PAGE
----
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There’s another gold rush on, and locals wonder if they can handle a boom fueled by high gold prices and reality TV coverage. The planned Pebble Mine near Bristol Bay — with 7.5 billion metric tons of ore deposits — has Alaskans fretting over the environmental effects. According to recent press reports, another 75 mines have been proposed, while 500 tons of mining equipment is now en route to Nome by barge.

The Alaska Miners Association also reports mining companies paid $165 million in fees and taxes to state and local governments.

“The question Alaskans — and our elected officials — have to ask as we enter our ‘second gold rush’ is whether it is worth it. People passionately opposed to the Pebble Mine are making a strong push to stop that project, but at the same time, dozens more mines are being considered in the same region,” says Carey Restino, editor of the Bristol Bay Times, a newspaper near Dillingham, some 300 miles southwest of Anchorage.

“Will the same response be warranted for those? And is the state setting itself up to handle all this new mining activity in the best interests of its residents? … Alaska has always been a state built on its natural resources — from oil to salmon. Mining is no exception, but mineral prices are catapulting mining activity into a new realm,” Mr. Restino observes.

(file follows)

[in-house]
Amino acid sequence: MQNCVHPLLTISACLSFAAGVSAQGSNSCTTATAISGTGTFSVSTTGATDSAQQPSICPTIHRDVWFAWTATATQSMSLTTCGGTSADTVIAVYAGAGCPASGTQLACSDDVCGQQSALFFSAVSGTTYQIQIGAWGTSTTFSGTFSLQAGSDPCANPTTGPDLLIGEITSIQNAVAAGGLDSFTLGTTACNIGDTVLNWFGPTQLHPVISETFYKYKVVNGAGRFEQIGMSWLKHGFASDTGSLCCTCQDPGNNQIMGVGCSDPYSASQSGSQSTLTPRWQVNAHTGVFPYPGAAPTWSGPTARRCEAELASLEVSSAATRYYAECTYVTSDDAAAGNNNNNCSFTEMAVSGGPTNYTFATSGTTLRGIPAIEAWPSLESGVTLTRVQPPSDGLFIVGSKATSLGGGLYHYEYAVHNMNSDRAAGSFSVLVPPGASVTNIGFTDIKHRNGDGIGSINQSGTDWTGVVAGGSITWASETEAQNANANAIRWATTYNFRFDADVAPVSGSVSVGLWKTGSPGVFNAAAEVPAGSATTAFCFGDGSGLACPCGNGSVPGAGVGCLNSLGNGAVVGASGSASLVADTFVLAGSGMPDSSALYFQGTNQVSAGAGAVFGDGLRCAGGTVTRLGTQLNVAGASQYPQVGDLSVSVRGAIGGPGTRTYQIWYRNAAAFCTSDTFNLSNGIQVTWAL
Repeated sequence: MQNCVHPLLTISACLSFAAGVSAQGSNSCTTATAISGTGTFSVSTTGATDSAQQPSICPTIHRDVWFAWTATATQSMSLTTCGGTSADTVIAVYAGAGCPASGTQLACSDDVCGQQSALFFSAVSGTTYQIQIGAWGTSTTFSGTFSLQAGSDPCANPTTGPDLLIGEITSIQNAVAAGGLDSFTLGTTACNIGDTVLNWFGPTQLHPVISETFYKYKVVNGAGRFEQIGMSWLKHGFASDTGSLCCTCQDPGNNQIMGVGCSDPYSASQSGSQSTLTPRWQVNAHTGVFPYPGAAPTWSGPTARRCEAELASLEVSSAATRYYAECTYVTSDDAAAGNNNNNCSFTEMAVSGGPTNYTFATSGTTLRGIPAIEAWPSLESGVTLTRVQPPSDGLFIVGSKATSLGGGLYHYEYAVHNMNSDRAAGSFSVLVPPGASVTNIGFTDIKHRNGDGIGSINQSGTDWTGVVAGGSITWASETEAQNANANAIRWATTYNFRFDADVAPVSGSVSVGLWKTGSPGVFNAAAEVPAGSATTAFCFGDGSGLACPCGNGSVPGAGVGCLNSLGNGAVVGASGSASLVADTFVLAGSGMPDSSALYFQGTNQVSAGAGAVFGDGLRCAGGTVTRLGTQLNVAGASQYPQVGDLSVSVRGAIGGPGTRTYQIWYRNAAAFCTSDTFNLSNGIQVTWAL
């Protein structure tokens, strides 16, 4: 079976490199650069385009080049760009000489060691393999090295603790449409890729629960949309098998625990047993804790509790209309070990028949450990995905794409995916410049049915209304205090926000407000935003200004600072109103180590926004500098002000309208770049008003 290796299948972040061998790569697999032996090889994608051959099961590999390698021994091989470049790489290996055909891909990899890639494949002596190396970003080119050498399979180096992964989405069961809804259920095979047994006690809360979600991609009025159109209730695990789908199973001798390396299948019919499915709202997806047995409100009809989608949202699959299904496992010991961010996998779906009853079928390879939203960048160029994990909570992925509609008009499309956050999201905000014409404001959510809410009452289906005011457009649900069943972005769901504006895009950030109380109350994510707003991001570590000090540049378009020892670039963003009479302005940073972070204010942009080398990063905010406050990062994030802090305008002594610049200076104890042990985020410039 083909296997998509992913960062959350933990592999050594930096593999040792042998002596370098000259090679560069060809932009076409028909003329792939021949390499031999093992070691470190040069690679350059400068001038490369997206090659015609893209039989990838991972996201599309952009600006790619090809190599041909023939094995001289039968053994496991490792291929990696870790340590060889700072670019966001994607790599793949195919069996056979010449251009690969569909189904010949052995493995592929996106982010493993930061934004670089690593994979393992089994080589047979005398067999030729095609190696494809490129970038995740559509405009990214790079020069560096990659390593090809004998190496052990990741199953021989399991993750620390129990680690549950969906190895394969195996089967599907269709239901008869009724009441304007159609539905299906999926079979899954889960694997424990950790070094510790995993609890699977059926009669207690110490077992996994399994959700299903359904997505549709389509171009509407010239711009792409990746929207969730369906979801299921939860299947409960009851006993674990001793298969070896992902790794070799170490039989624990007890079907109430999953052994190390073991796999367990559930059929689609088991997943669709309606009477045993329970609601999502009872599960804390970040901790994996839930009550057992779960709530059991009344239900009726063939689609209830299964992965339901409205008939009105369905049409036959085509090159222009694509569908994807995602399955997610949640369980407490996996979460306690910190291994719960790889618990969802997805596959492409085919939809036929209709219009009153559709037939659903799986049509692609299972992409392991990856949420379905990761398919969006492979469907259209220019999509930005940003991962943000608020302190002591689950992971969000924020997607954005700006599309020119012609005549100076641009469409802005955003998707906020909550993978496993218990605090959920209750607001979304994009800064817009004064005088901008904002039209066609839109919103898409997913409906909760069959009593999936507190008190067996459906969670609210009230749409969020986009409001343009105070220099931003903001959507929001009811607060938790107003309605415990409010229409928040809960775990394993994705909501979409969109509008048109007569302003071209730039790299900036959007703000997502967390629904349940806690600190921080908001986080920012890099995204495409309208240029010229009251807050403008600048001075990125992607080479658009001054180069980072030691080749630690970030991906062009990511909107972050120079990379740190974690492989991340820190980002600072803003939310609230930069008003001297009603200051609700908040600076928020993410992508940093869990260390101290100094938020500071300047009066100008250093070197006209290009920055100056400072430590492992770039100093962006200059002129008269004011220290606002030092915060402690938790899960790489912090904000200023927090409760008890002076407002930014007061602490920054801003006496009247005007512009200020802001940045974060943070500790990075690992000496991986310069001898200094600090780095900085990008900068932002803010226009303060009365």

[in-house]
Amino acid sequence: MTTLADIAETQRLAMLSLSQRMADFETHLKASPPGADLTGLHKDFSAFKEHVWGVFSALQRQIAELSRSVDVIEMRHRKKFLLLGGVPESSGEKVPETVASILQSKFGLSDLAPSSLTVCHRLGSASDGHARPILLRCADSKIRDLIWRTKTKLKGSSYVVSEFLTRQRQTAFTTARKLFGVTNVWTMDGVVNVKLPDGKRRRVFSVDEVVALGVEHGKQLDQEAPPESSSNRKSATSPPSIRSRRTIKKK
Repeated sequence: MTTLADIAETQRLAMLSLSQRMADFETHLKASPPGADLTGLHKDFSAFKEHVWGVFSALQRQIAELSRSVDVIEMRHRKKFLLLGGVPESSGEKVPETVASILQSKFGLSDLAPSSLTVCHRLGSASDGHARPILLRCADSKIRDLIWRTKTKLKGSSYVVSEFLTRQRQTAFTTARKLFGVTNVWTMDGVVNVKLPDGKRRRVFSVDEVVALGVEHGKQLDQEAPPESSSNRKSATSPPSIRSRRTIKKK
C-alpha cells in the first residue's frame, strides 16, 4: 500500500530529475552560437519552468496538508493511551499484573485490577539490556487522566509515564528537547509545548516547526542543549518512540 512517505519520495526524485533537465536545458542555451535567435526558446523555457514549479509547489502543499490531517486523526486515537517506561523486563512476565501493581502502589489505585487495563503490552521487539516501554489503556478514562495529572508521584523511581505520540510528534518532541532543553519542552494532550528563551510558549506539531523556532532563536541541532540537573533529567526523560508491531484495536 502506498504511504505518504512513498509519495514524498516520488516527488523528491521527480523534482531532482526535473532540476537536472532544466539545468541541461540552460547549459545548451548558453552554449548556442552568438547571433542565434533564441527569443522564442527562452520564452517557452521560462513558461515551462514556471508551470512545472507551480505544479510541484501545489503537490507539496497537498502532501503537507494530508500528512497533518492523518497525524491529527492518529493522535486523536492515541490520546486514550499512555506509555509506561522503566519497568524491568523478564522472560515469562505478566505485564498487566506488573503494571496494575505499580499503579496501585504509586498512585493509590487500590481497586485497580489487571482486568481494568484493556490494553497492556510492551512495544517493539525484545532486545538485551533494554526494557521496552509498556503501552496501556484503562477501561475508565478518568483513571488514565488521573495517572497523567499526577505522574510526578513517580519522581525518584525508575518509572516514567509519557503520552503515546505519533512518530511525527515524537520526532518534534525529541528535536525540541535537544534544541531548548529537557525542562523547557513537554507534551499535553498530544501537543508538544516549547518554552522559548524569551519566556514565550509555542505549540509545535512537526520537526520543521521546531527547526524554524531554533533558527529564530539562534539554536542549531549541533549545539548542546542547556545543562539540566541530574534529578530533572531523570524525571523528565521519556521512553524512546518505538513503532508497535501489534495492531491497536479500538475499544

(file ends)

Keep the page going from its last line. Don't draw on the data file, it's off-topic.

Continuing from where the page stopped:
“The trick here is going to be taking in the bigger picture — beyond, perhaps, the proposed Pebble Mine — and making sure we are prepared to handle this boom.”

TRUMPALICIOUS

“The cost of appearing with this bloviating ignoramus is obvious, it seems to me.”

- George Will on ABC’s “This Week With George Stephanopoulos,” questioning Mitt Romney’s association with real estate mogul Donald Trump, who continues to question President Obama’s place of birth.

POLL DU JOUR

• 41 percent of Americans identify themselves as conservatives, 33 percent as moderates and 23 percent as liberals.

• 35 percent of Americans overall say they have a conservative view on economic issues; 11 percent are “very conservative” on these issues.

• 32 percent say they have moderate views on these issues.

• 16 percent have a liberal view of economic issues, 4 percent have a “very liberal” view.

• 29 percent of Americans say they have a conservative view on social issues; 9 percent are “very conservative” on these issues.

• 31 percent say they have moderate views on these issues.

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